STAND Method: Changing Nursing Culture from the Bedside Up
Brian Wharton, BSN, RN, CPEN; Andrea Kasprenski, MSN, RN, CEN; Cherie Ward, MSN, RN, CEN
- Sigma Affiliation
Visits vs Downloads
Visitors - World Map
Top Visiting Countries
Top Visiting Cities
Visits (last 6 months)
Downloads (last 6 months)
Popular Works for Wharton, Brian by View
Popular Works for Wharton, Brian by Download
Session J presented Saturday, September 16, 2017
Purpose: According to the literature, it is highly recognized that when people are in an environment that fosters growth, encourages diversity and encourages learning, employees become more engaged and have a higher level of dedication. The STAND (Safety, Tolerance, Awareness, Nurturing and Diversity) method is a nontraditional approach to transforming the nursing culture utilizing a change from within, bedside up not the traditional top-down method, with the goal of amending workplace culture to a more positive, accepting and nurturing environment. Objectives: Identify current psychological aspects of nursing culture and redefine within our Emergency Department; Create key concepts of changing the current culture and present to staff; Present formal educational sessions including education via critical skills sessions, web education activities, STAND kick-off celebrations, monthly educational celebrations, informal education such as one to one education, and informational sheets available; Benchmark with improvement in employee engagement scores, surveys among registered nurses within the Emergency Department.
Design: Observational design study is used for the purpose of staff development.
Setting: The project setting is in a suburban level I trauma center of a teaching hospital.
Participants/ Subjects: Inclusion criteria: Emergency Department registered nurses at Christiana Care Health systems. Exclusion criteria: non-nurse staff members inside the Emergency Department.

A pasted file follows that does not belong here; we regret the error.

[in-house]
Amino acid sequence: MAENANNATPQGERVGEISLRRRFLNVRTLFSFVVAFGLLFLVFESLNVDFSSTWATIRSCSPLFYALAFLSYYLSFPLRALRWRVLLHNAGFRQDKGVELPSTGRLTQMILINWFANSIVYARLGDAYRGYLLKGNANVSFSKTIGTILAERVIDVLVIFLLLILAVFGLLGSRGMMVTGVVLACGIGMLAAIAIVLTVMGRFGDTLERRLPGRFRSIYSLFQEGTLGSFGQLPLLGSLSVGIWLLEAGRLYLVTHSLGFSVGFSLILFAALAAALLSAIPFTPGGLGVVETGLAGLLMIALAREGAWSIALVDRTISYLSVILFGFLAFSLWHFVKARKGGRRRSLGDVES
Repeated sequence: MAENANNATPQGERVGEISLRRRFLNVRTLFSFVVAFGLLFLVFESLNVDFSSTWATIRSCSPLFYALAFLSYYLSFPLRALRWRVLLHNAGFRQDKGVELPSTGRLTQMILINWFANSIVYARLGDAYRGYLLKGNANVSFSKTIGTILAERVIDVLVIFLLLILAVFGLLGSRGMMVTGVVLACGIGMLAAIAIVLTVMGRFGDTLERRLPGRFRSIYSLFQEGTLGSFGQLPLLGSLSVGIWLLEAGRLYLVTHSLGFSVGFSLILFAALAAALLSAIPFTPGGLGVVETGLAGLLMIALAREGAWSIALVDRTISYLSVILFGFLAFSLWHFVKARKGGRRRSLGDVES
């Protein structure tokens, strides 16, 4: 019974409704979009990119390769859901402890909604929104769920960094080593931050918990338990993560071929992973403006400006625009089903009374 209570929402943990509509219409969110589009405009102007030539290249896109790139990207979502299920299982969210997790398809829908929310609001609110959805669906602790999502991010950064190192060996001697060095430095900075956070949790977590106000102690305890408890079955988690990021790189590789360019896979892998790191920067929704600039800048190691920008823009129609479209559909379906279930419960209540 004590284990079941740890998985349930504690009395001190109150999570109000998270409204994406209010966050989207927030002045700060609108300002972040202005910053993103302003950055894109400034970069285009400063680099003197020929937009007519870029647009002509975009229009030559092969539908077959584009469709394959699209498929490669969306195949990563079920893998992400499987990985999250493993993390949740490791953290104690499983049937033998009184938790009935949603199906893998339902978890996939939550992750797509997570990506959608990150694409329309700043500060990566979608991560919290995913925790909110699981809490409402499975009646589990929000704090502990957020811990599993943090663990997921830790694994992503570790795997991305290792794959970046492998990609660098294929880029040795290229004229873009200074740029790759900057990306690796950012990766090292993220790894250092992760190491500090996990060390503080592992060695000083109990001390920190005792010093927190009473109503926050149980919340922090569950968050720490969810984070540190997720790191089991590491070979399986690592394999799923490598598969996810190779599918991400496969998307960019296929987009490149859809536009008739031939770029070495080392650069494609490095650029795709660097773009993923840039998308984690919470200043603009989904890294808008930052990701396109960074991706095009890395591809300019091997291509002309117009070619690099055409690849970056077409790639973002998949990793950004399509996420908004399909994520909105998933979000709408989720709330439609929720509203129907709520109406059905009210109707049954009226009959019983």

Methods: The creators of the STAND method identified the previous nursing culture which was not in alignment with our hospital’s core values and did not foster the growth of newer nurses and often the “eat your young” motto was adopted by nurses of tenure. The method was developed after a survey from staff concerns, literature review of nursing culture, and a lack of a system that encouraged culture change from the bedside nurse and up. The method was delivered to the staff through critical skills education within the Emergency Department. Evaluation methods include pre and post surveys and employee engagement scores.
Pre program survey results indicated a strong desire for nursing culture to adapt to new nurses and show flexibility and support. As well, tenured nurses desire high self and peer accountability as well as acknowledgement for diversity and skills that have developed during the nursing career of each nurse. Research is still in progress for post-survey and staff engagement survey scores and should be finalized by March 2017.
Implications: Recommendations for managers, leaders, nurses, and researchers are: New nurses are entering stressful, extremely chaotic, high capacity environments, where they are expected to have the knowledge and skill set to care for critically ill patients. Experienced nurses are staying at bedside longer, expected to be proficient with new technology, while remaining current in evidence based practices. Nurse Manager’s and administration have the obligation of making a safe place to work and to maintain productivity. Nurses have a unique potential of controlling the environment from the “bottom up.” Research is still in progress. Projected outcomes are that the nurses will grow and thrive in a community where the old nursing culture has been changed to a more positive, accepting, and nurturing culture by using the STAND method.
Repository Posting Date2017-12-05T21:28:47Z
Level of EvidenceN/A
|Name||Host||Location||Emergency Nursing 2017||Emergency Nurses Association||St. Louis, Missouri, USA|
All rights reserved by the author(s) and/or publisher(s) listed in this item record unless relinquished in whole or part by a rights notation or a Creative Commons License present in this item record.
All permission requests should be directed accordingly and not to the Sigma Repository.
All submitting authors or publishers have affirmed that when using material in their work where they do not own copyright, they have obtained permission of the copyright holder prior to submission and the rights holder has been acknowledged as necessary.